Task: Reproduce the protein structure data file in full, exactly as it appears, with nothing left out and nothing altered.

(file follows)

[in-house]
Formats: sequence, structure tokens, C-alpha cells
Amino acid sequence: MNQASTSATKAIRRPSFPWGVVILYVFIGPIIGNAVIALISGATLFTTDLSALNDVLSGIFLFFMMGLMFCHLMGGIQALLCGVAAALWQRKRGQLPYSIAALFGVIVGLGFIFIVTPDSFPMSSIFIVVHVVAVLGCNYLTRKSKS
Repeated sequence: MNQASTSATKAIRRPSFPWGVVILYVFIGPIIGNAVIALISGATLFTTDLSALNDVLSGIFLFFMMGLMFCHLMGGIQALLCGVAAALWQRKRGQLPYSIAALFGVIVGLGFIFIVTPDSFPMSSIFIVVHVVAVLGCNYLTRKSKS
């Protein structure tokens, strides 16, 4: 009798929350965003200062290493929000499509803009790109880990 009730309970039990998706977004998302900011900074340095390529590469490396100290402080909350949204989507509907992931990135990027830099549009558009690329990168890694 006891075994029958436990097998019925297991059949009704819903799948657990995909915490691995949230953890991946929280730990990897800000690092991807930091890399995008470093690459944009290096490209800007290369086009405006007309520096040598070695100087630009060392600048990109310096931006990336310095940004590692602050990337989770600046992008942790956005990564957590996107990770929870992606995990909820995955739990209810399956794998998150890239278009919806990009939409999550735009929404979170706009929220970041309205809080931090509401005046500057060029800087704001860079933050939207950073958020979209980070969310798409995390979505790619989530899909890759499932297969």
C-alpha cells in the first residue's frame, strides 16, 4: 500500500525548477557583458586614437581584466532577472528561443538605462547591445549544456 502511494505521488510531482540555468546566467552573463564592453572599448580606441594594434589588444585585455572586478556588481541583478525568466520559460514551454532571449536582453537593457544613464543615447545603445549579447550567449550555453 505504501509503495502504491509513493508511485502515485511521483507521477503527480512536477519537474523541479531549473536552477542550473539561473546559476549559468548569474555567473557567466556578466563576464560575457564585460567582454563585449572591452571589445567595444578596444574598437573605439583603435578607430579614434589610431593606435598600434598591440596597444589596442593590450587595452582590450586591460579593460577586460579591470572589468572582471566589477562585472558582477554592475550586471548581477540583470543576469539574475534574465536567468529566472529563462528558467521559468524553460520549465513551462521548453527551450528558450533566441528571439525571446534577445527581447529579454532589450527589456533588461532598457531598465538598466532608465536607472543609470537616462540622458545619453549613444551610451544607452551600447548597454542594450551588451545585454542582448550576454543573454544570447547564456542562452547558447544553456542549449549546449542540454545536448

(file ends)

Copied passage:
[in-house]
Formats: sequence, structure tokens, C-alpha cells
Amino acid sequence: MNQASTSATKAIRRPSFPWGVVILYVFIGPIIGNAVIALISGATLFTTDLSALNDVLSGIFLFFMMGLMFCHLMGGIQALLCGVAAALWQRKRGQLPYSIAALFGVIVGLGFIFIVTPDSFPMSSIFIVVHVVAVLGCNYLTRKSKS
Repeated sequence: MNQASTSATKAIRRPSFPWGVVILYVFIGPIIGNAVIALISGATLFTTDLSALNDVLSGIFLFFMMGLMFCHLMGGIQALLCGVAAALWQRKRGQLPYSIAALFGVIVGLGFIFIVTPDSFPMSSIFIVVHVVAVLGCNYLTRKSKS
């Protein structure tokens, strides 16, 4: 009798929350965003200062290493929000499509803009790109880990 009730309970039990998706977004998302900011900074340095390529590469490396100290402080909350949204989507509907992931990135990027830099549009558009690329990168890694 006891075994029958436990097998019925297991059949009704819903799948657990995909915490691995949230953890991946929280730990990897800000690092991807930091890399995008470093690459944009290096490209800007290369086009405006007309520096040598070695100087630009060392600048990109310096931006990336310095940004590692602050990337989770600046992008942790956005990564957590996107990770929870992606995990909820995955739990209810399956794998998150890239278009919806990009939409999550735009929404979170706009929220970041309205809080931090509401005046500057060029800087704001860079933050939207950073958020979209980070969310798409995390979505790619989530899909890759499932297969």
C-alpha cells in the first residue's frame, strides 16, 4: 500500500525548477557583458586614437581584466532577472528561443538605462547591445549544456 502511494505521488510531482540555468546566467552573463564592453572599448580606441594594434589588444585585455572586478556588481541583478525568466520559460514551454532571449536582453537593457544613464543615447545603445549579447550567449550555453 505504501509503495502504491509513493508511485502515485511521483507521477503527480512536477519537474523541479531549473536552477542550473539561473546559476549559468548569474555567473557567466556578466563576464560575457564585460567582454563585449572591452571589445567595444578596444574598437573605439583603435578607430579614434589610431593606435598600434598591440596597444589596442593590450587595452582590450586591460579593460577586460579591470572589468572582471566589477562585472558582477554592475550586471548581477540583470543576469539574475534574465536567468529566472529563462528558467521559468524553460520549465513551462521548453527551450528558450533566441528571439525571446534577445527581447529579454532589450527589456533588461532598457531598465538598466532608465536607472543609470537616462540622458545619453549613444551610451544607452551600447548597454542594450551588451545585454542582448550576454543573454544570447547564456542562452547558447544553456542549449549546449542540454545536448